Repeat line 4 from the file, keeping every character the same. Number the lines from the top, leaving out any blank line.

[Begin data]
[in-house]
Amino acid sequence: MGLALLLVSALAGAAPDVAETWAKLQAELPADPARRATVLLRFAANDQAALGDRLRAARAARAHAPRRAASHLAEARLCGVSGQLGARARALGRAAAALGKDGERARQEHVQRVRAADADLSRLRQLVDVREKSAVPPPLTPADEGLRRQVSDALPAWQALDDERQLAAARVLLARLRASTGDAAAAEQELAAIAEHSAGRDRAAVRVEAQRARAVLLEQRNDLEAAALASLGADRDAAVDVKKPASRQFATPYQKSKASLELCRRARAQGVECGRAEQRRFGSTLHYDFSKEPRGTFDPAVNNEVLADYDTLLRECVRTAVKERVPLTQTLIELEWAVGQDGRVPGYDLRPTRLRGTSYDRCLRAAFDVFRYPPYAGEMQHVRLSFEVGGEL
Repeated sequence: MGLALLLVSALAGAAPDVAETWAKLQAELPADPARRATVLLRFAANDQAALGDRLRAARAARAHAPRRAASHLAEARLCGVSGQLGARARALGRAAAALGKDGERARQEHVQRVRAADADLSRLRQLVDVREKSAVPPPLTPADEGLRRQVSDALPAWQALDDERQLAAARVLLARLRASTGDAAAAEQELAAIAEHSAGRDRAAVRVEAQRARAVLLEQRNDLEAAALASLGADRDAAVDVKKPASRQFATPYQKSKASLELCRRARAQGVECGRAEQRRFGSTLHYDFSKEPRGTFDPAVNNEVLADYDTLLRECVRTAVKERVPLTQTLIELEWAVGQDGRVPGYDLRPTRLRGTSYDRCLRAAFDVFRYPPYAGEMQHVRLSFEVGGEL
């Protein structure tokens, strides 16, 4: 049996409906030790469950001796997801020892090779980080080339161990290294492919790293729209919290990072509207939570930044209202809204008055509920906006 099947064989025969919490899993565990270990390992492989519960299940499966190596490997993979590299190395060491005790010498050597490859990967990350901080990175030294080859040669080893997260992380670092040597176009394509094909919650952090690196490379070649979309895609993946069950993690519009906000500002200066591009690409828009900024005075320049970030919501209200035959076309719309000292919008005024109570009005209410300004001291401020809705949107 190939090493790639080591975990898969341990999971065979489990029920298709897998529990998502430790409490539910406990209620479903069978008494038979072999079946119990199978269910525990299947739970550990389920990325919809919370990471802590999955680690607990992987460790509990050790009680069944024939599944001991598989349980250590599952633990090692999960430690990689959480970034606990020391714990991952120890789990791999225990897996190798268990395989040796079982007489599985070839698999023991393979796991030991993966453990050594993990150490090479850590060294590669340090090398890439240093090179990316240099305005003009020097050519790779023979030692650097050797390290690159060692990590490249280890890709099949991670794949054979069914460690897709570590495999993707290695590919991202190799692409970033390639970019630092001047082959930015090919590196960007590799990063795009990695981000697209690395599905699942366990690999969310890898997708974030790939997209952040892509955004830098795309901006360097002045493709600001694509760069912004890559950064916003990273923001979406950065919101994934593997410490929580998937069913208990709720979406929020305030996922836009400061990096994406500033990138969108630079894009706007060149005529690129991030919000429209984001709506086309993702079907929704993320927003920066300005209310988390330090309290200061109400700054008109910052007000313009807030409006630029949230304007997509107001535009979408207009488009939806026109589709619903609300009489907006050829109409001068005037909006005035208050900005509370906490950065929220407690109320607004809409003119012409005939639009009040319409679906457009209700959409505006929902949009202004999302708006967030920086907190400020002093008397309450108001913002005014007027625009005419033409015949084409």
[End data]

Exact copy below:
């Protein structure tokens, strides 16, 4: 049996409906030790469950001796997801020892090779980080080339161990290294492919790293729209919290990072509207939570930044209202809204008055509920906006 099947064989025969919490899993565990270990390992492989519960299940499966190596490997993979590299190395060491005790010498050597490859990967990350901080990175030294080859040669080893997260992380670092040597176009394509094909919650952090690196490379070649979309895609993946069950993690519009906000500002200066591009690409828009900024005075320049970030919501209200035959076309719309000292919008005024109570009005209410300004001291401020809705949107 190939090493790639080591975990898969341990999971065979489990029920298709897998529990998502430790409490539910406990209620479903069978008494038979072999079946119990199978269910525990299947739970550990389920990325919809919370990471802590999955680690607990992987460790509990050790009680069944024939599944001991598989349980250590599952633990090692999960430690990689959480970034606990020391714990991952120890789990791999225990897996190798268990395989040796079982007489599985070839698999023991393979796991030991993966453990050594993990150490090479850590060294590669340090090398890439240093090179990316240099305005003009020097050519790779023979030692650097050797390290690159060692990590490249280890890709099949991670794949054979069914460690897709570590495999993707290695590919991202190799692409970033390639970019630092001047082959930015090919590196960007590799990063795009990695981000697209690395599905699942366990690999969310890898997708974030790939997209952040892509955004830098795309901006360097002045493709600001694509760069912004890559950064916003990273923001979406950065919101994934593997410490929580998937069913208990709720979406929020305030996922836009400061990096994406500033990138969108630079894009706007060149005529690129991030919000429209984001709506086309993702079907929704993320927003920066300005209310988390330090309290200061109400700054008109910052007000313009807030409006630029949230304007997509107001535009979408207009488009939806026109589709619903609300009489907006050829109409001068005037909006005035208050900005509370906490950065929220407690109320607004809409003119012409005939639009009040319409679906457009209700959409505006929902949009202004999302708006967030920086907190400020002093008397309450108001913002005014007027625009005419033409015949084409």